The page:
During and post pregnancy management of abdominal separation


by Dr Carolyn Taylor May 26, 2017

During and post pregnancy management of abdominal separation

Dr Carolyn Tayor

What is abdominal separation?

Diastasis of the Rectus Abdominis Muscle (DRAM) or Diastasis Recti is more commonly referred to as Abdominal Separation and effects the rectus abdominis muscle - which is the muscle at the front of the abdomen, which runs from the ribcage to the pubic bone. In well trained people, it is the ‘6-pack’ muscle.  The join in the middle of the rectus abdominis muscle is called the linea alba. 

Abdominal separation occurs during and after pregnancy and is the stretching and separation of the linea alba above and / or below the navel.  It may be small in both width and length (hardly noticeable) to large (over 12 centimetres wide and extend along the whole linea alba).  In larger separations, part of the abdomen can protrude, creating a bulge at the separation. 

Abdominal separation more than 2.5 centimetres can be a problem as it can contribute to low back and pelvic pain when new Mums are busy caring for their babies and other children.

The more children a woman has, the greater the potential of developing abdominal separation due to stretching and separation of the linea alba with previous pregnancies and caring for older children.  For example, lifting toddlers can put extra stain on the abdominal muscles and prevent the abdominal separation from improving. 

Diastasis Recti Abdominal Separation

When does abdominal separation occur?

Abdominal separation is very common during and after pregnancy.  During pregnancy, a hormone called relaxin softens the ligaments of the pelvis to prepare for childbirth.  The relaxin also softens the linea alba and as the baby grows and the abdominal muscles stretch, the linea alba stretches and separates.  This is most common toward the end of pregnancy, as the baby gets bigger. 

How to identify abdominal separation

Many women will notice a separation and bulge in the middle of their rectus abdominis muscle when they are lifting or doing exercises like sit ups.  To check if abdominal separation is present, do a single sit up and feel along the linea alba for a separation and / or bulge. 

How to manage abdominal separation during pregnancy

  1. Stay fit and continue with exercise as long as possible during your pregnancy. If you are no longer able to do your usual exercise, Pilates and water-based exercise are good options.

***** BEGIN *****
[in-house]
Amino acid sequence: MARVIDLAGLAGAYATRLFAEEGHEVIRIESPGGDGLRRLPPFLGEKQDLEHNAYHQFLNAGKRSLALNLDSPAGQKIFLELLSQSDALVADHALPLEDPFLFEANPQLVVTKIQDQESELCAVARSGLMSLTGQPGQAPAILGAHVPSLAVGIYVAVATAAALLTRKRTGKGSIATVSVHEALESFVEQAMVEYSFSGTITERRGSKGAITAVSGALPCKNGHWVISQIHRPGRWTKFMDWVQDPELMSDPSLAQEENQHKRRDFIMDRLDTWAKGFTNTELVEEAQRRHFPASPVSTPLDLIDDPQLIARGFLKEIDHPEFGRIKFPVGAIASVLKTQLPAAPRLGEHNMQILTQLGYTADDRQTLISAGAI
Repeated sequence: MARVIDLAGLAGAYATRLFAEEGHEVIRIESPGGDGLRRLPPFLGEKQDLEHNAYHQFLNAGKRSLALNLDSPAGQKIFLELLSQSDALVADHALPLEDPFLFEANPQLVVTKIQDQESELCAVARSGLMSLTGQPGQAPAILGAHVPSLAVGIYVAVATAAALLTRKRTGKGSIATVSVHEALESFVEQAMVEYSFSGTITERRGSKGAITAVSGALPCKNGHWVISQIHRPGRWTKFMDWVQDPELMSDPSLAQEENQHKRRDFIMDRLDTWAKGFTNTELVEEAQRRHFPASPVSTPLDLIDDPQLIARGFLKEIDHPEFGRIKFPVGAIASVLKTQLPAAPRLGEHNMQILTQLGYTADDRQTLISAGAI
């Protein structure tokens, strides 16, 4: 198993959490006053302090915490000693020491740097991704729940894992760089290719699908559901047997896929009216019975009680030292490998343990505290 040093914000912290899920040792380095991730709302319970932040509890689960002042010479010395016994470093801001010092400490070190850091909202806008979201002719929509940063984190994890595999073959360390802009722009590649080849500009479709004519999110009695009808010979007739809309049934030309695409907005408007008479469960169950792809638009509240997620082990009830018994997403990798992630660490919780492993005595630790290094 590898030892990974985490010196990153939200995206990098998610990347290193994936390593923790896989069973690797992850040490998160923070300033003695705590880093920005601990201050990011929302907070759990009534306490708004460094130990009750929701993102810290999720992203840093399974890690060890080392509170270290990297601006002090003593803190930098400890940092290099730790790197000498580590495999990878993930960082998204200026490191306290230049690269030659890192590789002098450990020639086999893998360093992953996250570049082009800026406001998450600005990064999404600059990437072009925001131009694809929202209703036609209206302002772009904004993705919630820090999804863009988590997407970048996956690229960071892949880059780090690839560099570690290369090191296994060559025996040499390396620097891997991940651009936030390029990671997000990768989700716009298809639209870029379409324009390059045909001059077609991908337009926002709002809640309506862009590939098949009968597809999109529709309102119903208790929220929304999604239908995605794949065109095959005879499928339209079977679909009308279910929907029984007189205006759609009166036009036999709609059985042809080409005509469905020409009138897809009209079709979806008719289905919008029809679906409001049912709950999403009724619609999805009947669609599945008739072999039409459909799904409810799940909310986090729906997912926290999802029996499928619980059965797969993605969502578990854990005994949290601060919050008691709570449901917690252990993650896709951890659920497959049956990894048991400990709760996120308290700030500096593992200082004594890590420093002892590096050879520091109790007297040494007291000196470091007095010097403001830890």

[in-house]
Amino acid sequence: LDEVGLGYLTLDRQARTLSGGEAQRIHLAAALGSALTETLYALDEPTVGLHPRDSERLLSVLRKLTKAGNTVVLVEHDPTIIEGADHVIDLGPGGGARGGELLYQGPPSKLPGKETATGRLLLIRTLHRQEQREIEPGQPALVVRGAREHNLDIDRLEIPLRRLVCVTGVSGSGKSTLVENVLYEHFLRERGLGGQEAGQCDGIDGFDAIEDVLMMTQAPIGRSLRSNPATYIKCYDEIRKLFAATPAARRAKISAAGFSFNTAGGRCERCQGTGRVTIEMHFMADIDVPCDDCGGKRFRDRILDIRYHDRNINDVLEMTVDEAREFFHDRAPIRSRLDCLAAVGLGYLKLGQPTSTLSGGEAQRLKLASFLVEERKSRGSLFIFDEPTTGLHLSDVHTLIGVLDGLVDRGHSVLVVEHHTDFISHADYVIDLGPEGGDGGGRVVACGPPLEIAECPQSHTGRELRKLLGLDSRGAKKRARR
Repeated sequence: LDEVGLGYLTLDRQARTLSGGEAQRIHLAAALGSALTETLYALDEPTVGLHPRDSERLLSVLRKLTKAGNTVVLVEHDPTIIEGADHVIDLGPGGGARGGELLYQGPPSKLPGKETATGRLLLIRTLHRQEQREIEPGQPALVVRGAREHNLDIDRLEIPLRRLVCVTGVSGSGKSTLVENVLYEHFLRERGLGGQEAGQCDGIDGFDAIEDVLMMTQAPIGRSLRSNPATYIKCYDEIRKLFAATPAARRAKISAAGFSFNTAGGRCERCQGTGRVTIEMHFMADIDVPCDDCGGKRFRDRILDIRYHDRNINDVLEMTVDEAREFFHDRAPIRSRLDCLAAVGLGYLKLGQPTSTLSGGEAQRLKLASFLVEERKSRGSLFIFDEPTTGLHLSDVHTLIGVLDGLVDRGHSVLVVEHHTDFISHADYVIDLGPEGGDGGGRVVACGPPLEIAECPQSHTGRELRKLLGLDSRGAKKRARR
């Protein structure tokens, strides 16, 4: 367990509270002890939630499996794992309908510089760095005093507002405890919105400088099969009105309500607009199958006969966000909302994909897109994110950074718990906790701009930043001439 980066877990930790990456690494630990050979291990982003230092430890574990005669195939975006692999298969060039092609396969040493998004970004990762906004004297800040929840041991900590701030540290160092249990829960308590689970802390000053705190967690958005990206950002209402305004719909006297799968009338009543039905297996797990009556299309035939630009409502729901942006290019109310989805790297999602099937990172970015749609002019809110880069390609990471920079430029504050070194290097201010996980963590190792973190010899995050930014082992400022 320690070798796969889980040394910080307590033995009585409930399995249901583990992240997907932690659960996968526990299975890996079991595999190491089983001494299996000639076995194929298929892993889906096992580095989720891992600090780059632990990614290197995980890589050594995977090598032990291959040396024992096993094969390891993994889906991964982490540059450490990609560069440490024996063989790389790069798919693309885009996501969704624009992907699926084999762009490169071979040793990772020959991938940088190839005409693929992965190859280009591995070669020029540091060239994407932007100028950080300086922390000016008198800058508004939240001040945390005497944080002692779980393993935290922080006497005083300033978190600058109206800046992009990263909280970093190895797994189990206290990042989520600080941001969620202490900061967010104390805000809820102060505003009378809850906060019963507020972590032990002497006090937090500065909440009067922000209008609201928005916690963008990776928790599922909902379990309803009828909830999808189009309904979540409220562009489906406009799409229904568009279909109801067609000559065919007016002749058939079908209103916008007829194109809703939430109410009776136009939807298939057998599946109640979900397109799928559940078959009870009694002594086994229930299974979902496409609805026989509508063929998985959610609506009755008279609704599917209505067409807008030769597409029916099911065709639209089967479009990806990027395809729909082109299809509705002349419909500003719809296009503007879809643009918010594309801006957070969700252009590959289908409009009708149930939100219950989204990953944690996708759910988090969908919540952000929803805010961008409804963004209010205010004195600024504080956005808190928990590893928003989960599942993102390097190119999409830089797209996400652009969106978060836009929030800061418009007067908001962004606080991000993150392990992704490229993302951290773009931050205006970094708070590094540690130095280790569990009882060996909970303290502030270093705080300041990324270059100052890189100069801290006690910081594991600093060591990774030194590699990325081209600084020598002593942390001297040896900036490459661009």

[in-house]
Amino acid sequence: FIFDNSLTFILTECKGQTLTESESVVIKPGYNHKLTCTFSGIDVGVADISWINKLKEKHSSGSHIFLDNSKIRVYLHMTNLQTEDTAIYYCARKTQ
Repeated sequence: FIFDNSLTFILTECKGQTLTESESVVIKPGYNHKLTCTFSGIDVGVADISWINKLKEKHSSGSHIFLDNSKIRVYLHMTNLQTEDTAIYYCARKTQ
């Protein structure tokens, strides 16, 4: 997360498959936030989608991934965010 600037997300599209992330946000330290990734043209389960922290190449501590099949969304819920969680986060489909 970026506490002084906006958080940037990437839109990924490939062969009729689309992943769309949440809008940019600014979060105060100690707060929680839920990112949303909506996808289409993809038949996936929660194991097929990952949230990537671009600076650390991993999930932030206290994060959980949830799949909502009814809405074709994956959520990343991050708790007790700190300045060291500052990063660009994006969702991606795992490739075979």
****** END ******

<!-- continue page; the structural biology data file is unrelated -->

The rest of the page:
2. If you notice a separation greater than 2.5 centimetres, see a healthcare professional who specialised in pregnancy related conditions, such as a Women’s Health Physiotherapist. A Women’s Health Physiotherapist will assess you and may prescribe exercises and give you an external support, such as TubigripTM  or a corset to wear to support your abdomen.
  3. Supacore CORETECH™ Pregnancy Shorts will give you the same support as TubigripTM or a corset, in a comfortable pair of shorts.

How to manage abdominal separation after pregnancy

  1. Abdominal separation often resolves naturally in the first 8 weeks after pregnancy; however, if you continue to have a separation more than 8 weeks after giving birth, consult a Women’s Health Physiotherapist.
  2. Do exercises pelvic floor muscles and transversus abdominis muscles exercises.
  3. Avoid sit ups – these put more strain on the rectus abdominus and the separation.
  4. Find a knowledgeable Pilates instructor and do Pilates. This could be studio sessions or matwork classes designed for new Mums.
  5. Avoid lifting heavy things over about 5-10kg. This includes small children – encourage them to climb and help you, rather than simply lift them (this can be difficult – we know!).
  6. Wear Supacore Women’s CORETECH™ compression shorts and leggings to support and protect your pelvis and low back.

https://supacore.com/collections/women/products/womens-coretech-compression-shorts-blue  Women's CORETECH™ Recovery Compression Leggings (Black)

 More information 




Dr Carolyn Taylor
Dr Carolyn Taylor

Author

Dr Taylor is a university lecturer in Physiotherapy and Exercise Physiology in Australia.  She has an clinical interest in problems of the pelvis, groin and lower back.  Her PhD investigated musculoskeletal screening for Australian football.  Carolyn is a member of the Exercise and Sports Science Australia (ESSA), Sports Medicine Australia (SMA).



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